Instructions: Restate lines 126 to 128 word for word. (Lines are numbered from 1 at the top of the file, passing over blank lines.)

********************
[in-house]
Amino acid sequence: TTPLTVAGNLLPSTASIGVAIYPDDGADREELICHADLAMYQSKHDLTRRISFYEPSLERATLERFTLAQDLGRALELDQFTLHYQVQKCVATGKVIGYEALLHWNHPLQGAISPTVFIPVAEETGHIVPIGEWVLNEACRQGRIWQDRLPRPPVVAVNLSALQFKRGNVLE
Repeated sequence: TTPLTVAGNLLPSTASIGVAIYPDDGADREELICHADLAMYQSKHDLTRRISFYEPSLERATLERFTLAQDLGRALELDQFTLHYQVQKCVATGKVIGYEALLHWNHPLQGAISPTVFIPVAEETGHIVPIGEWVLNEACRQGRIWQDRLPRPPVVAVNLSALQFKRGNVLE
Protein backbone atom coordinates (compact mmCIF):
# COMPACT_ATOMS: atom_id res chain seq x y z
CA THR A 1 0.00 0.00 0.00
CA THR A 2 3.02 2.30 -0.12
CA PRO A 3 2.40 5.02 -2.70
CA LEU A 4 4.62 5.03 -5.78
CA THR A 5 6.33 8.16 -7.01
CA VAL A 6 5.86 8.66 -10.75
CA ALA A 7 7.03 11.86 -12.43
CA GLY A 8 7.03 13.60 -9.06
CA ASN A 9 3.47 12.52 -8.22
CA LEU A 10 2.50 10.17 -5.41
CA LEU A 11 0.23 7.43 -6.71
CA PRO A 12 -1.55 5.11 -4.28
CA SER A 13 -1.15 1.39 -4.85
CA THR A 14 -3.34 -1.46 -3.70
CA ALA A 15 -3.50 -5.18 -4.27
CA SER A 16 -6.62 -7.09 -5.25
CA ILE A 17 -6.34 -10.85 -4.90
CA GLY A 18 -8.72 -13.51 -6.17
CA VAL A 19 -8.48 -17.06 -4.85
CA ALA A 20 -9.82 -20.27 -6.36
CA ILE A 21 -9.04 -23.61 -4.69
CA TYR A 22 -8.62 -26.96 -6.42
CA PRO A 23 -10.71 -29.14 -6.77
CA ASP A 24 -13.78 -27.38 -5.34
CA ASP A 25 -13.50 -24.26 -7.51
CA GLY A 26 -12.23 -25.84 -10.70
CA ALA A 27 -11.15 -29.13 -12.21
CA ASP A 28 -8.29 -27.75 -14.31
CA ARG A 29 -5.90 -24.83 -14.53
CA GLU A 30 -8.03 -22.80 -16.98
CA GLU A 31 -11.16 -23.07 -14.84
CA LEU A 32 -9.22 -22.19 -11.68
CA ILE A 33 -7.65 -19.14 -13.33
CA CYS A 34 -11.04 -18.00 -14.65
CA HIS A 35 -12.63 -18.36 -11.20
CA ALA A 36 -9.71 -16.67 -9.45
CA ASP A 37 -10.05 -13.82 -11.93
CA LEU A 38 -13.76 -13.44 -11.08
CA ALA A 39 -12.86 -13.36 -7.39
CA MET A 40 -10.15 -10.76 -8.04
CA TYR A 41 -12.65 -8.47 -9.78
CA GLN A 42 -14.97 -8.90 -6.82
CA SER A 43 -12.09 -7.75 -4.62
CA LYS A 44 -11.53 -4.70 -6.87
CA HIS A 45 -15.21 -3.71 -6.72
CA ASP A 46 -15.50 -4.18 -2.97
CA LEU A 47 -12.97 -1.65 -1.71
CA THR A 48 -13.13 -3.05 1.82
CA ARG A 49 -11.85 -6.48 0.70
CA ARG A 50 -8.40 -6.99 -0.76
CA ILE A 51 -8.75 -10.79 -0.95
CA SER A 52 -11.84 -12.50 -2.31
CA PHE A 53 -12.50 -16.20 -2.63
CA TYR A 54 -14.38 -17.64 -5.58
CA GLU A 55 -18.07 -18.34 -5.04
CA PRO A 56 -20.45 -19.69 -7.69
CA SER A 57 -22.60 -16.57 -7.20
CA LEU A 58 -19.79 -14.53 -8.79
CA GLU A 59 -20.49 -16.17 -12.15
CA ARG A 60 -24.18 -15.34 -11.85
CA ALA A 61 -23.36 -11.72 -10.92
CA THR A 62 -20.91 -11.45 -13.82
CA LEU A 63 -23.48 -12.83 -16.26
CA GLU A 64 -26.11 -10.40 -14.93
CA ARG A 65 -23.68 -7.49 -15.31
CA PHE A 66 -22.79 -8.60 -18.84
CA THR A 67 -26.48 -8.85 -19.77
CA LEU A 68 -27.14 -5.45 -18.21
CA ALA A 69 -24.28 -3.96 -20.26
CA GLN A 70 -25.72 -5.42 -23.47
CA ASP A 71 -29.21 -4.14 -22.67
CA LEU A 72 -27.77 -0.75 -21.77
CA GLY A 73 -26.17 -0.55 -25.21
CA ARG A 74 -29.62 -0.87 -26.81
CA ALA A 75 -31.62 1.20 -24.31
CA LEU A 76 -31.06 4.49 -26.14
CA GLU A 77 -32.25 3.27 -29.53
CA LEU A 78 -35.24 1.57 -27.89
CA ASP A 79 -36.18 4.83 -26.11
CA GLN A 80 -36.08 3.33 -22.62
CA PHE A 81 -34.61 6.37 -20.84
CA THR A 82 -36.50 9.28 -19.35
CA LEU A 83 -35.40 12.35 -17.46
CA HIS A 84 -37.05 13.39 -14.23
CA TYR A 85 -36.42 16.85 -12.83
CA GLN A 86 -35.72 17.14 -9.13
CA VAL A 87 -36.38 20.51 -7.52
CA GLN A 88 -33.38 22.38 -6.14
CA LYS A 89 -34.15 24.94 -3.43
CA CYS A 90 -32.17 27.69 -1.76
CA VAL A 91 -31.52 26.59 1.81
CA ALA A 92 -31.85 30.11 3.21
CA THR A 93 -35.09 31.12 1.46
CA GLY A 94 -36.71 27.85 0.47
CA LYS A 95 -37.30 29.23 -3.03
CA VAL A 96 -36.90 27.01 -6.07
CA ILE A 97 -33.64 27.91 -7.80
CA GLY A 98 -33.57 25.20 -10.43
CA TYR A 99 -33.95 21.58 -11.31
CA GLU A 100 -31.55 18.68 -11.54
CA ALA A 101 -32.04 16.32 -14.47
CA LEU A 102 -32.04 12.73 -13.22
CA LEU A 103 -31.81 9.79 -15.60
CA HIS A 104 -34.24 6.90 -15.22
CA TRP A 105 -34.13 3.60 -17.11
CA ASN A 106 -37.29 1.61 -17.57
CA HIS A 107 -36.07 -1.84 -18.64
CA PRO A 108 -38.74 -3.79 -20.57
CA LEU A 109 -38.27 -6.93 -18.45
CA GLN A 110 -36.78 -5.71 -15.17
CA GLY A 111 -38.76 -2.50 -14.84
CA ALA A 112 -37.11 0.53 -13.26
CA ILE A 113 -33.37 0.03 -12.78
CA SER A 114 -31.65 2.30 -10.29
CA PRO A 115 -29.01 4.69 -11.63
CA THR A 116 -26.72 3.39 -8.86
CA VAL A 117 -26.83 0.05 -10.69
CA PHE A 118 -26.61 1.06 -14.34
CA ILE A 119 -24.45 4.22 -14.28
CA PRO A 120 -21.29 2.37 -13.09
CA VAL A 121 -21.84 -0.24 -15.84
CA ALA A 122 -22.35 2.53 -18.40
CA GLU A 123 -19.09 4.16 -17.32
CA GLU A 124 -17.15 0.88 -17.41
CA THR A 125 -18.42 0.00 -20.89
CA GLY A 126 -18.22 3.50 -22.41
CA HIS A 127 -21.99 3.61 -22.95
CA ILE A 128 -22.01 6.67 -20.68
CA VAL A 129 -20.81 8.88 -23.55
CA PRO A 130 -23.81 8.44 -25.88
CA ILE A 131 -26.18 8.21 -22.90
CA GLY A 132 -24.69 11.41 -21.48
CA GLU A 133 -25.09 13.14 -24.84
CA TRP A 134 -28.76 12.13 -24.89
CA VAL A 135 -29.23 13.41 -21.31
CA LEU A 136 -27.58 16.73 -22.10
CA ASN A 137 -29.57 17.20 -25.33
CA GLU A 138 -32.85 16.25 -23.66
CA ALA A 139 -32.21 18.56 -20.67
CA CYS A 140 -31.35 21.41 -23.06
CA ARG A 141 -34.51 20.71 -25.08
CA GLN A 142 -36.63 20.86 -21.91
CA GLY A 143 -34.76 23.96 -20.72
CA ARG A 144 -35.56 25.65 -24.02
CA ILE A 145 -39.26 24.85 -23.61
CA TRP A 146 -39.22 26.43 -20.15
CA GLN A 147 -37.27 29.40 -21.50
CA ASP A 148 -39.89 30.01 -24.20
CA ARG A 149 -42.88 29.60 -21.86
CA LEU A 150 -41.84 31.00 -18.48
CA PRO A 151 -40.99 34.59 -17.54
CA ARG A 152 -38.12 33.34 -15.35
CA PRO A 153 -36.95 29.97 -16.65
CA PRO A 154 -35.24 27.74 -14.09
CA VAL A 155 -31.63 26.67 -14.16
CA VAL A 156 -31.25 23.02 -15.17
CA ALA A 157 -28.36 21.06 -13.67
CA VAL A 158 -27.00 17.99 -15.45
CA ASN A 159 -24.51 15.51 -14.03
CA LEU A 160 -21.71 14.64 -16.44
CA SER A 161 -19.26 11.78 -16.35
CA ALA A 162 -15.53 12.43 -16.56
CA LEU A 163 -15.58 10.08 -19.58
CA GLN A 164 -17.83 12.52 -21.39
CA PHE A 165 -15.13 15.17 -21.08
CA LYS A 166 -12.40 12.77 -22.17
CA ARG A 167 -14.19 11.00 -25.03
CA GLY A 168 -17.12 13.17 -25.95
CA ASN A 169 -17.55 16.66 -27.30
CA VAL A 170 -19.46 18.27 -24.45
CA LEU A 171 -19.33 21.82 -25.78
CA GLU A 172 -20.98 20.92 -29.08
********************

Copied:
CA VAL A 121 -21.84 -0.24 -15.84
CA ALA A 122 -22.35 2.53 -18.40
CA GLU A 123 -19.09 4.16 -17.32